R. Buckminster Fuller Airplane Hangar, project 1955

  • Not on view

This design for an airplane hangar uses Fuller's octet truss to form its lightweight, long-span space frame structure. Patented in 1961, the octet truss is a compound of a tetrahedron (a triangular pyramid) and an octahedron (a solid form with eight triangular faces). Fuller searched for inexpensive, high-performance materials and economical building procedures. Much of his research was in geodesic structures, in which the tetrahedron is the basic unit. These are three-way grids in which all members of the structure are mutually supportive, or synergetic. The efficiency of the overall structure allows for more slender individual members and reduced construction costs. Fuller's research into lightweight, energy-efficient space frame structures was an important reference for avant-garde architects of the 1960s in their experiments with megastructures.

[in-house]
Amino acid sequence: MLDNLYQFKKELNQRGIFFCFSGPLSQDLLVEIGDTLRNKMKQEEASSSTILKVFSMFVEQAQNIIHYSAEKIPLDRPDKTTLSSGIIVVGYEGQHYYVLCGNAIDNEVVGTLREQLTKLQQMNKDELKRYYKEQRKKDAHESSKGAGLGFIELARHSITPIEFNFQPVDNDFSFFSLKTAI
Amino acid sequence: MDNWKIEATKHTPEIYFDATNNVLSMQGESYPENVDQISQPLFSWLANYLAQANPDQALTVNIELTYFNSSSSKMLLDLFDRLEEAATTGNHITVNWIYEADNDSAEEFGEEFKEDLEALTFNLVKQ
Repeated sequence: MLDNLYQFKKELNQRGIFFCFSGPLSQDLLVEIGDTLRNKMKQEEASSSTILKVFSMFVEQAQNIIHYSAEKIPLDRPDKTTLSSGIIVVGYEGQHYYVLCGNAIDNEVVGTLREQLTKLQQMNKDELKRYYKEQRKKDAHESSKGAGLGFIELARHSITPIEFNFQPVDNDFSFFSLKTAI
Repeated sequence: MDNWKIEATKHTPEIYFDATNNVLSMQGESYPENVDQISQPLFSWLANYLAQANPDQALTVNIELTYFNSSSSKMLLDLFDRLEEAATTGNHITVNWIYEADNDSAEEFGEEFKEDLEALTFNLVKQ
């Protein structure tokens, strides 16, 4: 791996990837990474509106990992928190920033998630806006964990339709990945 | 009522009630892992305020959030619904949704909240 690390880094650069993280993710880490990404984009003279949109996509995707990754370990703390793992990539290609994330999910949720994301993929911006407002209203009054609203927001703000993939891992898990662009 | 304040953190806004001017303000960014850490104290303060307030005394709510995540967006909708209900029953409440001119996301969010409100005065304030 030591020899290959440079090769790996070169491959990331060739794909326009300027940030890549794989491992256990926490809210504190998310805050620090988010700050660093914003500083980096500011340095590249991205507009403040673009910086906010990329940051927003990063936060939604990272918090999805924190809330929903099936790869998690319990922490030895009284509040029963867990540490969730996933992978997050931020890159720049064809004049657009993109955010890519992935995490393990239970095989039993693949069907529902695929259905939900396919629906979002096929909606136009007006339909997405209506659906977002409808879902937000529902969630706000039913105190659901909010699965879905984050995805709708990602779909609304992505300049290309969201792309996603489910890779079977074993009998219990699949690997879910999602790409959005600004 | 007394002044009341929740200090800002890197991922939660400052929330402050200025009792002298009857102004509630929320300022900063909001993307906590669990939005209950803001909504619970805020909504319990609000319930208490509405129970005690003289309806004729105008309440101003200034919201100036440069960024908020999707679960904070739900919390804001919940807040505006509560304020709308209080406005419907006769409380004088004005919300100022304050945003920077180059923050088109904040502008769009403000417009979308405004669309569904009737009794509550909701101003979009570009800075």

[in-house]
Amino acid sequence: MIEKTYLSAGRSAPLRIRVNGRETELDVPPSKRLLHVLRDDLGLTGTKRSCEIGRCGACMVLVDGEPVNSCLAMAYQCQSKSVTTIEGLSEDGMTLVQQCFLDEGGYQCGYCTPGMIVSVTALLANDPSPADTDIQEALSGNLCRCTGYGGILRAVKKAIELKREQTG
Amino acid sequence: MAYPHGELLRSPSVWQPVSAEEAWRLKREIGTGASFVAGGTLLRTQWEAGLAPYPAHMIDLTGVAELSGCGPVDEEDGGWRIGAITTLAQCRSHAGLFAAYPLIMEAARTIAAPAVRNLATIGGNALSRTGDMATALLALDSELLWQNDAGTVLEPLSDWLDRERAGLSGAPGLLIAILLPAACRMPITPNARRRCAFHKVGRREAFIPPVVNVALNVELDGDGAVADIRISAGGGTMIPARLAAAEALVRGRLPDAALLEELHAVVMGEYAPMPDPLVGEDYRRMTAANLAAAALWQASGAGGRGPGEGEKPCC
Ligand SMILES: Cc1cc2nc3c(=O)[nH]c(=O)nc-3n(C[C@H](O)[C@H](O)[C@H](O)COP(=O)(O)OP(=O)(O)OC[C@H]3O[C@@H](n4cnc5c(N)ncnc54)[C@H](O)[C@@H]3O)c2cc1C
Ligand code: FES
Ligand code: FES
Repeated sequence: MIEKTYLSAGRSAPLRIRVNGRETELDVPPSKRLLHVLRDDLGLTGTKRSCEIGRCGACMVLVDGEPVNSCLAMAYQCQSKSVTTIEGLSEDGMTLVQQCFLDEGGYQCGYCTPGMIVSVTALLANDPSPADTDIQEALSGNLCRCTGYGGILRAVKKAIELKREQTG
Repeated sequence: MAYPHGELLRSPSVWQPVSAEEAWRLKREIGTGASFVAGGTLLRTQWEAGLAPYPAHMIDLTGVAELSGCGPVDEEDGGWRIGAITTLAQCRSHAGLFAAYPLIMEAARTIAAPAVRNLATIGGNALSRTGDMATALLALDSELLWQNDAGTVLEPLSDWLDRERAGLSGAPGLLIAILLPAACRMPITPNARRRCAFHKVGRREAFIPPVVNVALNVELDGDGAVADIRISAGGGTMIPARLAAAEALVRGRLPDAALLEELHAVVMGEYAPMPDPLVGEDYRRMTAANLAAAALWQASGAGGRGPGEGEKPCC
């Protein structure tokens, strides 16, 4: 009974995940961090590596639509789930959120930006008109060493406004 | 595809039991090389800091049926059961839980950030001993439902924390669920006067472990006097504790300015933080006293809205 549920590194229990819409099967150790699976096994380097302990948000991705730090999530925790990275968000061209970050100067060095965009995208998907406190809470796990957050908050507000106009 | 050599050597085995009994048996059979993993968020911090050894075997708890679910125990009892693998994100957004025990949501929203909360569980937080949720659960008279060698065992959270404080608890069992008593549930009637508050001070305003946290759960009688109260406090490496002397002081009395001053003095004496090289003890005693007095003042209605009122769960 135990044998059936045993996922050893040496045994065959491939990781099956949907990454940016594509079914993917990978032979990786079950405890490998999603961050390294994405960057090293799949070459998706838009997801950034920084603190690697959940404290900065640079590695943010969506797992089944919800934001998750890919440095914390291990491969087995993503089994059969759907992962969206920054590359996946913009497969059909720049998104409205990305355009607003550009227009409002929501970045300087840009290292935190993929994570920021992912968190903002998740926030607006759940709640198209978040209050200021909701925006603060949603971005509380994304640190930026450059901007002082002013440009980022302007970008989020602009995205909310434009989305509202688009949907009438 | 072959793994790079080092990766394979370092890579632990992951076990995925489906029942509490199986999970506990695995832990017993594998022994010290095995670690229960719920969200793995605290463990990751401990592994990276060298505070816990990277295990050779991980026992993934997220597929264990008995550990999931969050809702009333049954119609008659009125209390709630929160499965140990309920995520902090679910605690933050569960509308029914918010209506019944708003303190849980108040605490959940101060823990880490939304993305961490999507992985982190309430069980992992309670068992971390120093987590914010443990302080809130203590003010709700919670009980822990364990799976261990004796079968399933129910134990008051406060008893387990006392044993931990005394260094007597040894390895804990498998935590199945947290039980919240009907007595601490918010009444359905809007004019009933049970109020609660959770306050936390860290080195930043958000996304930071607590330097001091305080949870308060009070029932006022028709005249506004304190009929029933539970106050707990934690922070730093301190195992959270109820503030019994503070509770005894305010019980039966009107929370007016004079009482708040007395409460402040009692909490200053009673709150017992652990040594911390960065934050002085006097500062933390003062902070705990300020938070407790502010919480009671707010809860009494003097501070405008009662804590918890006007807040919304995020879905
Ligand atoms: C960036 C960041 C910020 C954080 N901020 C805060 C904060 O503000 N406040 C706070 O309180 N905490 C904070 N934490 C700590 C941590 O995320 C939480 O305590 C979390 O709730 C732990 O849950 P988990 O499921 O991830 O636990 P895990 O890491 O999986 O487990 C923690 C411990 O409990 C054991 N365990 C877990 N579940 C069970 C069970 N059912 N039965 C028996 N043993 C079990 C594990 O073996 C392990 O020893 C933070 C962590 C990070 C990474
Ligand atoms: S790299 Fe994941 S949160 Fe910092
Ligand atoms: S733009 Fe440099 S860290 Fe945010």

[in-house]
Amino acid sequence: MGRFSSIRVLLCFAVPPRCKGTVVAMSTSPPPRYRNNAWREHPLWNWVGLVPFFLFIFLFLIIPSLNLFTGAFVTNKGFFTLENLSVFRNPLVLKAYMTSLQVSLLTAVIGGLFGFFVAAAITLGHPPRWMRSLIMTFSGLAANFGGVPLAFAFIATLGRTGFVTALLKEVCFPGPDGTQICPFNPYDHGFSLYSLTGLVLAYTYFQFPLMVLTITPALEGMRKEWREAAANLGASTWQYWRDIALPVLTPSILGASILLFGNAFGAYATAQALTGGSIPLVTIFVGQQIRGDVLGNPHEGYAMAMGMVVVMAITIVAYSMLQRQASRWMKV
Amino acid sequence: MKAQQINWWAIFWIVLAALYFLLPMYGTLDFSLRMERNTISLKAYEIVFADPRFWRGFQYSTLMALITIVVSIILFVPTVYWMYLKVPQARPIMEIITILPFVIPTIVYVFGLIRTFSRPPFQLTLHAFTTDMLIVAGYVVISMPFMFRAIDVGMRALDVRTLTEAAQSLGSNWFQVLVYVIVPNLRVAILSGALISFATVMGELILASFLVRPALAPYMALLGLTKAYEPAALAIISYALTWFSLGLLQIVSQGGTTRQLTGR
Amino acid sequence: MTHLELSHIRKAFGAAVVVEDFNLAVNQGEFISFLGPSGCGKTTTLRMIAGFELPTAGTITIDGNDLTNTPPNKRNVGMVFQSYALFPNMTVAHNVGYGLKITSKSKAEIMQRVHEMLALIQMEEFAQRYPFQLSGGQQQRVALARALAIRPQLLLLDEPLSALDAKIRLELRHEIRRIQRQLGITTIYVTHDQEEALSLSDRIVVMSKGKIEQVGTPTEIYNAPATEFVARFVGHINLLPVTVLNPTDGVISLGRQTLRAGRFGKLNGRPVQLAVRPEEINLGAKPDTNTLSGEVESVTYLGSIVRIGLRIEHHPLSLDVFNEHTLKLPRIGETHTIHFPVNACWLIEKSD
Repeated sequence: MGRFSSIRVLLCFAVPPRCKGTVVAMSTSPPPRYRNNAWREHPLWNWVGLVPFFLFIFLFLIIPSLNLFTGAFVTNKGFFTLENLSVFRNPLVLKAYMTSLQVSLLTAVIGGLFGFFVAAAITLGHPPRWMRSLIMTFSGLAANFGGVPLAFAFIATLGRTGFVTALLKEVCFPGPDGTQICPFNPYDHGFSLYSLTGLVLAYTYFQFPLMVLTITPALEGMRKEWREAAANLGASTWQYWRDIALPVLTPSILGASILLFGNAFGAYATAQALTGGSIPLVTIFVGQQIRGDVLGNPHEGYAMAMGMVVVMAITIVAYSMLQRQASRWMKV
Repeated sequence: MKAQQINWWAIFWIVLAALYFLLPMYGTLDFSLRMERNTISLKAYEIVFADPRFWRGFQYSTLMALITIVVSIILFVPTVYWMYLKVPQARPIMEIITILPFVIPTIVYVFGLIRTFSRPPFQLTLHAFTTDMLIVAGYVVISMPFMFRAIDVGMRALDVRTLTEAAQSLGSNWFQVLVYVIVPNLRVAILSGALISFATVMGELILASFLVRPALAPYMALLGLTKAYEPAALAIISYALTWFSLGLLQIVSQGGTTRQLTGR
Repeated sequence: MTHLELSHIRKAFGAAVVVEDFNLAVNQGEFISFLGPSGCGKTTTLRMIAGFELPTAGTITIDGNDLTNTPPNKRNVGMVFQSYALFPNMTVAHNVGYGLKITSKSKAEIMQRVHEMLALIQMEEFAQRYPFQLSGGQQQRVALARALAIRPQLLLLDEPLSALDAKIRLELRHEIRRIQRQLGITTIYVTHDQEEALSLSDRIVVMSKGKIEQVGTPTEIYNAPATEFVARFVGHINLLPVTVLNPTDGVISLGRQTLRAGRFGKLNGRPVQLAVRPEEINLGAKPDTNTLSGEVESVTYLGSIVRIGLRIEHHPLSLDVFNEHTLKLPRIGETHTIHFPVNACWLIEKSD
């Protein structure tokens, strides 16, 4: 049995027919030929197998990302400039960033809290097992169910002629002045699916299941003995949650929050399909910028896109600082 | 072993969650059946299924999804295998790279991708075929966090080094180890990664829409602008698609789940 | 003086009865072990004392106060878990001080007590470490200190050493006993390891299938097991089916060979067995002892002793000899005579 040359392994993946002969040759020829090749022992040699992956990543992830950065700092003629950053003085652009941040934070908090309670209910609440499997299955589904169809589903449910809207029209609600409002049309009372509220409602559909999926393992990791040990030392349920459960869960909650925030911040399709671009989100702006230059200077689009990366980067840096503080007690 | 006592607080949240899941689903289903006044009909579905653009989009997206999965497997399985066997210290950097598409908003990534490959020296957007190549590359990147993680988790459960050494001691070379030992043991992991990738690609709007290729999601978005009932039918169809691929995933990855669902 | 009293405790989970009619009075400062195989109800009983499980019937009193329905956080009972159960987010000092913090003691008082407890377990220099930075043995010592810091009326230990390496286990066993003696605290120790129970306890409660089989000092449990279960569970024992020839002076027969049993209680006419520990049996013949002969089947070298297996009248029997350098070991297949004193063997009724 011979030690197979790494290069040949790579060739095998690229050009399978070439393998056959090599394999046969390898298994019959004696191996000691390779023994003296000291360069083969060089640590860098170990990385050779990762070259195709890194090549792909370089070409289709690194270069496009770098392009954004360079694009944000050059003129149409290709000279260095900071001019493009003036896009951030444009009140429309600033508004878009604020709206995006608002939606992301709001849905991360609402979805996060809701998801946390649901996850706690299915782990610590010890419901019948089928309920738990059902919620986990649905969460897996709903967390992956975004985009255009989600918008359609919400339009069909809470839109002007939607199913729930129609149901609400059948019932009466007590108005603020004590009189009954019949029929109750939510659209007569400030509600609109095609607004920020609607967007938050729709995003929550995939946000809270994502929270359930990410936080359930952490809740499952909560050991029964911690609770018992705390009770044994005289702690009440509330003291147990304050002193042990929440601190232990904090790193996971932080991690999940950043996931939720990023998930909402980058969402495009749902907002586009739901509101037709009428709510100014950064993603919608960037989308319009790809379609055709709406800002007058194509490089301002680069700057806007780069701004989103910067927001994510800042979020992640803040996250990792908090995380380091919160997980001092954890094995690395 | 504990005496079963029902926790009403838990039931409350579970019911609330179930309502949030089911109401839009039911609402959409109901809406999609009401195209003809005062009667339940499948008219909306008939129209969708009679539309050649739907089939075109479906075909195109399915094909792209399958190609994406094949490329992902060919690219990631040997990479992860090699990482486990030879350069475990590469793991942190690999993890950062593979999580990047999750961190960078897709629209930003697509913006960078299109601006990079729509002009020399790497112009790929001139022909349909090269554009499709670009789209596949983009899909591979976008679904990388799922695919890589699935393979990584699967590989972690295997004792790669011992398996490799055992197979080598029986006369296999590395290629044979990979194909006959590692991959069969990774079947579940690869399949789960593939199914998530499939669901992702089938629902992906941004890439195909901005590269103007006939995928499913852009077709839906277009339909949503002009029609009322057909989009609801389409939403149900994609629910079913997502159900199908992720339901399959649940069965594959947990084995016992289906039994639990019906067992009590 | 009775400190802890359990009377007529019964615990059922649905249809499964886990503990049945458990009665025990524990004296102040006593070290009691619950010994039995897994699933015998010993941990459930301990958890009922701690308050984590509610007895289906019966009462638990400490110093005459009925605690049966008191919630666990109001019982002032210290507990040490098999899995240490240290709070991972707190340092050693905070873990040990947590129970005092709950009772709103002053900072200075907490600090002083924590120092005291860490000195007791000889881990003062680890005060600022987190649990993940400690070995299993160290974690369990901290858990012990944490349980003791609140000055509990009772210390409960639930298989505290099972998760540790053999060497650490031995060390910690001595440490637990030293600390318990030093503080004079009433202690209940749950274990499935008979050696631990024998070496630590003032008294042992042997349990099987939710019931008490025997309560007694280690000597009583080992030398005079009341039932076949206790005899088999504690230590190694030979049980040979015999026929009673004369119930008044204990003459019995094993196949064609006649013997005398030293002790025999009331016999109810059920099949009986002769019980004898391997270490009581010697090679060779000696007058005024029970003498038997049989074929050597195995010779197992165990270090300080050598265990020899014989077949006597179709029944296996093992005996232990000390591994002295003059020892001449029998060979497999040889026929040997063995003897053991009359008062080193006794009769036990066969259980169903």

Gallery label from 75 Years of Architecture at MoMA, 2007.
Medium
Wood and paint
Dimensions
12 1/4 x 63 1/4 x 34 3/4" (31.1 x 160.7 x 88.3 cm)
Credit
Gift of the architect
Object number
MC 28
Department
Architecture and Design

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